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Windows 7: Considering a new office desktop - build or buy?

16 Jul 2012   #1

MS Windows 7 Home Premium 32-bit SP1
 
 
Considering a new office desktop - build or buy?

Hi all;

I'd like to build an office desktop with the following features:

• 2 dual head video cards (to support up to 4 monitors)
• 8 gb memory
• 256gb SSD
• At least 2 USB 3.0 ports

The processor and other features don't need to be special - these are the main features I need.

It's hard to find a desktop that includes an SSD as the primary drive. I don't want or need a larger platter HD, but I don't have the tech skills to replace it with an SSD by myself. I think I can add the 2 dual head video cards though, so long as I can find a motherboard to support them.

Based on the above, should I start with a stock system and pay someone to modify it, or is it better to just have a local shop put something together for me?

Thanks
My System SpecsSystem Spec
17 Jul 2012   #2

Desk1 8 Pro / Desk2 7 Home Prem / Laptop 8.1 Pro all 64bit
 
 

Hiyya Kemf - depends on your building skills I never built one before this machine and look just a bit of researching goes a long way. Truly it isn't hard and building yourself you get to pick the gear. Have a Google on building your own there is stacks out there. I actually got Scott Muellers DVD and book on building - it is really simple to follow. Try Youtube for that matter it will give you some idea of what you are up for.

Then have a go at picking out the case, CPU. PSU, mobo etc and post it in here there are plenty of members who have been building for years to guide you.

But beware it is addictive
My System SpecsSystem Spec
17 Jul 2012   #3

Windows 7 Home premium 64bit SP1
 
 

I say if your willing to learn the steps and are patient enough to be able to build one and take the precautions to not damage your parts by being careful.Then yeah building one would be the best option because you know what is going in your case and choose all the parts and can pick quality parts that will most likely last you longer then the parts in a pre-built since they are of higher quality and usually pre-builts will take short cuts and put parts like say fans or power supply that might wear out sooner then if you picked them out and got ones of quality.
My System SpecsSystem Spec
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17 Jul 2012   #4

 
 

Quote   Quote: Originally Posted by Kemf View Post

Based on the above, should I start with a stock system and pay someone to modify it, or is it better to just have a local shop put something together for me?

Thanks
If you aren't confident enough with your skills, I'd hand pick parts and take it to a store to build it for you.

(You could by the parts from the store, but a lot of will charge you an arm and a leg for the parts. Labor can range from $50-$100. If they want to charge more - take your business else where. )

If you start with a stock system, you can always re-use the HDD when you swap it with a SSD.


And you don't actually need 2 dual head cars to run 4 monitors.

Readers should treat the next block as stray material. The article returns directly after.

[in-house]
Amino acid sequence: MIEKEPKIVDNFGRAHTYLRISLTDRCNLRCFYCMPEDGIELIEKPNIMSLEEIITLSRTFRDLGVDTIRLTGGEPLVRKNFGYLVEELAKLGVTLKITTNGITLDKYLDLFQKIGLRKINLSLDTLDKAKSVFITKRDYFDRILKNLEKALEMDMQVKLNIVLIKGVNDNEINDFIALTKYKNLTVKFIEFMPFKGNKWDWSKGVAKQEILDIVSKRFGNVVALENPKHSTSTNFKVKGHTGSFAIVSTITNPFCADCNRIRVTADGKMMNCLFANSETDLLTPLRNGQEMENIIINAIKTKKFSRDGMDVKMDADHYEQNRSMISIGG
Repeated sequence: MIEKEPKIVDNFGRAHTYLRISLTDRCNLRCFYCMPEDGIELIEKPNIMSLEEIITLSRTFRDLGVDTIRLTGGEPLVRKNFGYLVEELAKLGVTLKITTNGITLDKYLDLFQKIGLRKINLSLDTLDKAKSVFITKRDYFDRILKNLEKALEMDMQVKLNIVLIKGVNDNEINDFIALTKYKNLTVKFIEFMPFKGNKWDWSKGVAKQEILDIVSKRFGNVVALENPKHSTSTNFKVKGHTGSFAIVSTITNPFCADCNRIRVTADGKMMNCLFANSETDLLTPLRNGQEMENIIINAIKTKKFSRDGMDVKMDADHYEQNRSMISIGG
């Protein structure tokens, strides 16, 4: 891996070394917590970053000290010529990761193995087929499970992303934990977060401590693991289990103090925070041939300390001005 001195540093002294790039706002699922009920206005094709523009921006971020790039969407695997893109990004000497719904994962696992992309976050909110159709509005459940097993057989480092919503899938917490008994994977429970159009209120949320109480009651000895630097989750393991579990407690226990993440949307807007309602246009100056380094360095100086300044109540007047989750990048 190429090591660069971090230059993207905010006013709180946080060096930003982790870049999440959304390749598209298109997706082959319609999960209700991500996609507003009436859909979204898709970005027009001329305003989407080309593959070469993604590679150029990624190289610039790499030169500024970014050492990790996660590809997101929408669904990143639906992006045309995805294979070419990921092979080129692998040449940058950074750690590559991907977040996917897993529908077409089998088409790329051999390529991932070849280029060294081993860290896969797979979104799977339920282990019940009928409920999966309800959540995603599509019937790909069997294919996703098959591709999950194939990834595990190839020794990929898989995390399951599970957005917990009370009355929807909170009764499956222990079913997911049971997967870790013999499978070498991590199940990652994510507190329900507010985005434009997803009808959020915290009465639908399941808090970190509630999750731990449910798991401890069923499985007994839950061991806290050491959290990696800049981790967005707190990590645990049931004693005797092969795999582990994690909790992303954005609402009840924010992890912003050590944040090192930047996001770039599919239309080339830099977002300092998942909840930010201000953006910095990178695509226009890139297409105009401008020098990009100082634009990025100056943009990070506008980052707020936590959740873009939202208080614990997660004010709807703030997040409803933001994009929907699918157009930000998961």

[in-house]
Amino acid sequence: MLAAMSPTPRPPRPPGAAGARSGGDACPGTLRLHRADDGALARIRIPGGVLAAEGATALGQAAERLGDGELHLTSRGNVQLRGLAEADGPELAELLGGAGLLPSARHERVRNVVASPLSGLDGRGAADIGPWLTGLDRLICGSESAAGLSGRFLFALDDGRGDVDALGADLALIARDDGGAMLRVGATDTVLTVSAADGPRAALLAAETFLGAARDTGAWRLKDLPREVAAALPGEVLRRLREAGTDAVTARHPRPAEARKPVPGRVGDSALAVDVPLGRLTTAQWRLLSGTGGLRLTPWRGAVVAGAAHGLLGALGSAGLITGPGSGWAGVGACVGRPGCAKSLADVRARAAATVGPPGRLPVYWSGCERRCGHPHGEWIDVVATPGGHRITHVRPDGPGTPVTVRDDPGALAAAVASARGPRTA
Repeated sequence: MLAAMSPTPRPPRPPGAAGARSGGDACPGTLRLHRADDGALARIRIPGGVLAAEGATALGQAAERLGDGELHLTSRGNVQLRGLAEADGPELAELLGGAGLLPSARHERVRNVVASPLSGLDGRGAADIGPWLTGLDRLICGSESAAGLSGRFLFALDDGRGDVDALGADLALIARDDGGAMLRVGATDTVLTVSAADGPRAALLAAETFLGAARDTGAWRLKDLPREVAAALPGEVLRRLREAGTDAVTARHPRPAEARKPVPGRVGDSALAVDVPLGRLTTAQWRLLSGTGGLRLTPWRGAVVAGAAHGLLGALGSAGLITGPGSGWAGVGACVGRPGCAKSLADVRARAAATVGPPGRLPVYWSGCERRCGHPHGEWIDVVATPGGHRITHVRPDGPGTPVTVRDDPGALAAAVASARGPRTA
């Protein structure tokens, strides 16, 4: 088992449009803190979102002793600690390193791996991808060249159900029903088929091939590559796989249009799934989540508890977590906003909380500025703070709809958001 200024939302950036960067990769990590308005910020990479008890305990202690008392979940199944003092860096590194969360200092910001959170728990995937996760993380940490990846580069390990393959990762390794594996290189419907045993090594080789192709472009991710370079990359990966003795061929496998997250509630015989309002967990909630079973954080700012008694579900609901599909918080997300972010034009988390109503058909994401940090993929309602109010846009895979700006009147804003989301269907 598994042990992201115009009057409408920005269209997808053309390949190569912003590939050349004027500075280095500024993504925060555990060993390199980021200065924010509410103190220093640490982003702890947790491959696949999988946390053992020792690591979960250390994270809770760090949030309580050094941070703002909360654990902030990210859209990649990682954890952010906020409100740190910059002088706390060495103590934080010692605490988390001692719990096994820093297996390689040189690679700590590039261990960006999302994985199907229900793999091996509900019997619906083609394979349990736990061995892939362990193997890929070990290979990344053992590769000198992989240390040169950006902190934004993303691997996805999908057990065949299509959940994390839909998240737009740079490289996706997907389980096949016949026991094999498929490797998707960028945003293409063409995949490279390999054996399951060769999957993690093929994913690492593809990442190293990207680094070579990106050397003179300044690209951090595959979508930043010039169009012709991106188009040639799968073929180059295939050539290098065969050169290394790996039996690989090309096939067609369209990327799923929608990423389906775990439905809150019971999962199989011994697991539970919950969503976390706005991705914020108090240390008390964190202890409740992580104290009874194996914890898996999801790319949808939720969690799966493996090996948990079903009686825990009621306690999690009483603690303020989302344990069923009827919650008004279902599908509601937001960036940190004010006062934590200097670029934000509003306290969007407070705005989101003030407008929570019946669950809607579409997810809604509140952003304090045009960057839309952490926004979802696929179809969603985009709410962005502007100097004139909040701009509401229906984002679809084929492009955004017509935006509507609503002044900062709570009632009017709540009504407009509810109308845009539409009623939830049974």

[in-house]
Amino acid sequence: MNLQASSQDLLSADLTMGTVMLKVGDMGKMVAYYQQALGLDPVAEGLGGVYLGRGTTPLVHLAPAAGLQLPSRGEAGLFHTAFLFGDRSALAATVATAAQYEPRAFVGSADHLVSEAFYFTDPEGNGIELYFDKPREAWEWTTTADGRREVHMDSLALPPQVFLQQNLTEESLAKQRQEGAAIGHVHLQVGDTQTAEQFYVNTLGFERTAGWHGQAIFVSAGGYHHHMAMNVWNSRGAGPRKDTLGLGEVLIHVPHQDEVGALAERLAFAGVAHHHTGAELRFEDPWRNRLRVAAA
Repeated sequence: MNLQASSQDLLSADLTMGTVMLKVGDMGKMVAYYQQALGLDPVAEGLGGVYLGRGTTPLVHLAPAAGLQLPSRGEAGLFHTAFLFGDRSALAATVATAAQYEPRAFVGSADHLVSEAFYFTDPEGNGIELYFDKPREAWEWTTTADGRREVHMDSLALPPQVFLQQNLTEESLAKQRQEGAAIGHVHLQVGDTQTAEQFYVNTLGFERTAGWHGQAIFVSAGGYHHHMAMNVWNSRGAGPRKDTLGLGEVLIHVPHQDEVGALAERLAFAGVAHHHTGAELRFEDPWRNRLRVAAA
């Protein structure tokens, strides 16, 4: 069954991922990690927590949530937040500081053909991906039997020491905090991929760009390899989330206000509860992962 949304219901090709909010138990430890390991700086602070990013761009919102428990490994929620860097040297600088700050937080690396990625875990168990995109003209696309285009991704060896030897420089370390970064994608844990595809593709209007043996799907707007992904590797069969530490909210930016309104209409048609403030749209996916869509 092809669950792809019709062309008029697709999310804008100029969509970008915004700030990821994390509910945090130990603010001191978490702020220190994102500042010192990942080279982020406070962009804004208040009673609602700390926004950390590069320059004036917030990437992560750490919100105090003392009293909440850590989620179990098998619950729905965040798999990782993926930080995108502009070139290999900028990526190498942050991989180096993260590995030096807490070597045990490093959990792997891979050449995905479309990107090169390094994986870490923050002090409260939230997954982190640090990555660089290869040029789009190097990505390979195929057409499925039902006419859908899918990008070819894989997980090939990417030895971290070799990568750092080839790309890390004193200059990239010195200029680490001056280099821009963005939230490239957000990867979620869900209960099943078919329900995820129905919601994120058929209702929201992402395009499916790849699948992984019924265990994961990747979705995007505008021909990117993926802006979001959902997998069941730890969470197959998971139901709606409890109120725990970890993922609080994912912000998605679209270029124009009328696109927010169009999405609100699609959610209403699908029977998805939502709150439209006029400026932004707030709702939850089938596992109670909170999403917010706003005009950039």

If you purchase/base your build around a Sandy or Ivy bridge system - you can use the iGPU (integrated GPU on the CPU) to run one montior. Then you can buy an inexpensive AMD video card to run 3 monitors off the one card.


The vast majority of Sandy bridge and all of the Ivy bridge motherboards contain at least two USB 3.0 hubs. For your simple needs - there are a lot of choices.


Basically you'd be after a Sandy Bridge/Ivy bridge i3/i5 CPU, and something like an AMD 6770.


We can help pick out cheap quality parts that will do the job and you can find a local store to assemble if for you. It would be cheaper in the long run.
My System SpecsSystem Spec
17 Jul 2012   #5

MS Windows 7 Home Premium 32-bit SP1
 
 

Thanks! I've never seen a video card that can run 3 monitors; can you show me which one you're referring to?

Many years ago I read that prebuilt systems have LESS issues than custom built ones due to compatibility testing from the manufacturer--is there truth to this?
My System SpecsSystem Spec
17 Jul 2012   #6

Windows 7 Pro. 64/SP-1
 
 

Do you have a price range to work with?
The big mistakes people do.
Poor or middle range power supply.
To small of case which makes it hard to work with.
Getting parts for today when you are building for tomorrow.
Not doing enough research to match your dollars/needs/desires and parts combination for the future with this computer.
----------------------------------------------------------------------------------------
The first thing I do when selecting parts is choosing the case and the power supply.
For me that is easy even if I don't know what else I'm going to get.
The power supply will be by a few selected quality proven manufactures.
It will be a overkill. More than I will possibly need now but will give me a little grow room. It will be modular.
The case will be a large mid size or a full size with cable management. With the ability of removing the cpu cooler in chassie. Quality fans with good options to add fans. My last build (My System Specs) took me 10's and 10's of hours of research.
Because it is for your workplace I'm speculating that reliability is a major concern.
I would suggest sticking with Intel CPU and a Intel board. The Intel site can help you their. I'm also speculating that no overclocking will be done. A motherboard and ram that overclocks well might not be a good selection. I'm no video car guru but I'm thinking 4 monitors 2 video cards will be needed. If your not gaming at work the wipe bass overclock gaming video cards will also not be a good choice unless that is the only option to use 4 monitors.